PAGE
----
Strong community, lower costs lure Orthodox Jews

September 08, 1991|By James Bock

The schools are strapped, the budget is busted and the crime rate is murder. Who could consider Baltimore a land of milk and honey?

Orthodox Jews could -- and do.

Take Jerry and Elka Rottman and their three children. Today at sundown, the Rottmans usher in a new Jewish year -- and a new stage in their lives -- in Northwest Baltimore.

When they dip their Rosh Hashana challah in honey to welcome the year 5752, it will be in the spacious three-bedroom home in Upper Park Heights they moved into 10 days ago. They gladly left behind an overpriced $1,350-a-month rental in Queens, N.Y.

The Rottmans are by no means alone. Some 125 to 150 Orthodox Jewish families a year are coming to Baltimore and nearby suburbs, many from out of state, says Bert Miller, a mathematician who chronicles the community's growth.

Baltimore's Sabbath-observant Jewish population -- those who keep kosher, walk to synagogue and avoid 39 forbidden tasks on the Sabbath -- is growing by at least 8 percent a year, Dr. Miller estimates, and now stands at about 8,000.

"Baltimore is seen as a mecca, excuse the expression, for the Orthodox population," said Zipora Schorr, the peppy director of education at Beth Tfiloh Community School.

Many more of the area's 94,500 Jews centered in Northwest Baltimore and nearby Pikesville and Randallstown deem themselves Orthodox -- about 20 percent, according to one survey -- although they may not be strictly observant.

"Baltimore is a bit unique," said Rabbi Aryeh Meir of the American Jewish Committee in New York. "It probably is about the strongest Orthodox community, next to Brooklyn, in the U.S."

Jerry and Elka Rottman moved to Baltimore mainly to be near a rabbi here they respect. But Baltimore had more to offer: Jewish schools, kosher markets, community services, a good job as a research scientist for Dr. Rottman at Johns Hopkins Hospital, and a congeniality they never found in New York.

"For me, the most positive factor has been that the Jewish people here get along with one another, which is not the case in many cities," Dr. Rottman said.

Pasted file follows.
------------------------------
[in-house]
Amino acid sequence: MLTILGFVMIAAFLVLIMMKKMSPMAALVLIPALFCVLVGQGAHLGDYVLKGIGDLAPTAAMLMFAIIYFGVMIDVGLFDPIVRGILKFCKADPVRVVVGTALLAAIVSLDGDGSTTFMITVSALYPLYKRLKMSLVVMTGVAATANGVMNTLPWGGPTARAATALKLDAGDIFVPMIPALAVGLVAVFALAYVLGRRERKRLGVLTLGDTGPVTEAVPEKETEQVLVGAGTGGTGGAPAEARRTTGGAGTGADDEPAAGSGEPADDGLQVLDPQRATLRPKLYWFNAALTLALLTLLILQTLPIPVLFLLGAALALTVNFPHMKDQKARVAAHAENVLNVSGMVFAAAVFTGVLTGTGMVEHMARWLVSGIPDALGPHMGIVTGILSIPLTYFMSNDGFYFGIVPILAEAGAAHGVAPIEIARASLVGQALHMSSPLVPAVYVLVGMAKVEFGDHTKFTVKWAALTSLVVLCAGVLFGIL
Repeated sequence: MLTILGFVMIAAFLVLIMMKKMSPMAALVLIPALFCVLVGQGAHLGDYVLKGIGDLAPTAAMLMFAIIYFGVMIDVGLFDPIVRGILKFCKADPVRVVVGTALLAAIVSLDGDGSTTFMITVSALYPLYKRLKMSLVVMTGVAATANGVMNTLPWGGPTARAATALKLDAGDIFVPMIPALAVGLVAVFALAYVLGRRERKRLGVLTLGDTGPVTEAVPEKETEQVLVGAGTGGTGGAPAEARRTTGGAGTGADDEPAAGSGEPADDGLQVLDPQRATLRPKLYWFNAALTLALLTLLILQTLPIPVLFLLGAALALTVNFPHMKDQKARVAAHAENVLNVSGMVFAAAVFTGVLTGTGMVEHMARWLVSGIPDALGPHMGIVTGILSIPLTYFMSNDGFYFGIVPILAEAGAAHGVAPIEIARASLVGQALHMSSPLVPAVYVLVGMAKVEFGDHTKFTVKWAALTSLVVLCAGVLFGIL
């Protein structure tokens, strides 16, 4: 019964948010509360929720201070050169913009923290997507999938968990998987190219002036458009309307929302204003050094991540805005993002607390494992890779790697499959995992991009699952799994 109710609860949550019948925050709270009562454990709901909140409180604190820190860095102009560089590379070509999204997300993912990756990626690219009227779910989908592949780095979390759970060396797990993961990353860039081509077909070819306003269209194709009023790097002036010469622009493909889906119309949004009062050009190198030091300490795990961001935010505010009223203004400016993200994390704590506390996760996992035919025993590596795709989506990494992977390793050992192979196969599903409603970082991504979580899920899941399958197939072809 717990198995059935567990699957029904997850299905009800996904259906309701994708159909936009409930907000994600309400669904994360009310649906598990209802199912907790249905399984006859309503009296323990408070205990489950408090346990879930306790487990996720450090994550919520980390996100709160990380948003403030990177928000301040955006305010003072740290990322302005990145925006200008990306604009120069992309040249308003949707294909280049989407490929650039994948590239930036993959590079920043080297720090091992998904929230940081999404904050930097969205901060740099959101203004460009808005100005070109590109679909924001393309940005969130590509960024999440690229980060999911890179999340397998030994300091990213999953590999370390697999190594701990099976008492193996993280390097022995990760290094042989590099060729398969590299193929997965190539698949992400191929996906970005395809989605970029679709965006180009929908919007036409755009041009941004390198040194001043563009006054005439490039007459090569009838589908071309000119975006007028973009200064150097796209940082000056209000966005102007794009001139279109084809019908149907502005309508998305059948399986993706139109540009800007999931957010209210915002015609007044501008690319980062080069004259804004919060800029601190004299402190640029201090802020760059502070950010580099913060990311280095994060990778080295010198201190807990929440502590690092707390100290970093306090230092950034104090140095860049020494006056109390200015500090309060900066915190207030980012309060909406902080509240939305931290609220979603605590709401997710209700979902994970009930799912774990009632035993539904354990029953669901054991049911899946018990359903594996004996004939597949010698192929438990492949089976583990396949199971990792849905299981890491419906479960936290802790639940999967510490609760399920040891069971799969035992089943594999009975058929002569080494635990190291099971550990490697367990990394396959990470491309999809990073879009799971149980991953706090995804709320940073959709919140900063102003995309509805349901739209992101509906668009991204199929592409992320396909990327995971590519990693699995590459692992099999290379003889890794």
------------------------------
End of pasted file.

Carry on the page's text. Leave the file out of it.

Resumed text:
Finally, the Rottmans found a house they could afford to buy, their first. Mrs. Rottman says it would have cost three times as much in New York.

Schools and crime, which keep many middle-class families out of the city, didn't faze the Rottmans. As Orthodox Jews, they never considered sending their children to public schools. Baltimore offers everything from Jewish day care to higher education at Ner Israel Rabbinical College. The Rottmans' school-age daughters attend Bais Yaakov School for Girls.

As for crime, what, the Rottmans asked, could be worse than New York? Moreover, Upper Park Heights itself has become relatively secure, averaging four robberies a month, thanks in part to the 600-member Northwest Citizens Patrol. The group has won national recognition for its success in combating street crime north of Northern Parkway.

"Crime is not a factor in your decision to move here," said Dr. Harris "Rusty" White, president of the patrol, oceanographer and an Orthodox Jew. "Baltimore is considered one of the premier Jewish communities to live in outside of Israel."

The result is that while most Baltimore neighborhoods lost residents in the 1980s, the population increased in the northwest corner. And Upper Park Heights has remained racially stable -- 24.4 percent black in 1980, 30.1 percent black in 1990, according to the census -- as both blacks and whites, often Orthodox Jews, buy homes there.

"When we started CHAI back in 1983, very few Jewish people were buying in this area," said Kenneth Gelula, executive director of Comprehensive Housing Assistance Inc., an agency of The Associated, the Jewish Community Federation of Baltimore. "The question was whether this area was going to be the next Jewish community left behind."

That didn't happen. Now, Mr. Gelula said, a half-dozen or more Orthodox real estate agents "make a very good living selling houses to Orthodox people."

"Our clients are coming from New York, Boston, Washington and Los Angeles, and they primarily come for housing affordability," said Ruth Guggenheim, CHAI's director of homeowner services. "You definitely can buy a nice home in this community for under $100,000."

One real estate agent, Sara Leah Rubinstein, said Orthodox buyers value the relatively low-cost housing, the wide choice of synagogues, the schools and the kosher markets.

One other amenity is barely noticeable but equally important to Orthodox families. It's called the Eruv, a Hebrew word that means "ritual enclosure."

Under Jewish law, observant Jews may not carry anything outside their homes on the Sabbath. However, rabbis have defined "home" to include enclosed areas. Completed in 1981, the Eruv is a boundary that rings Northwest Baltimore and Pikesville and makes it possible, among other things, for families to push a stroller to synagogue without violating the Sabbath.

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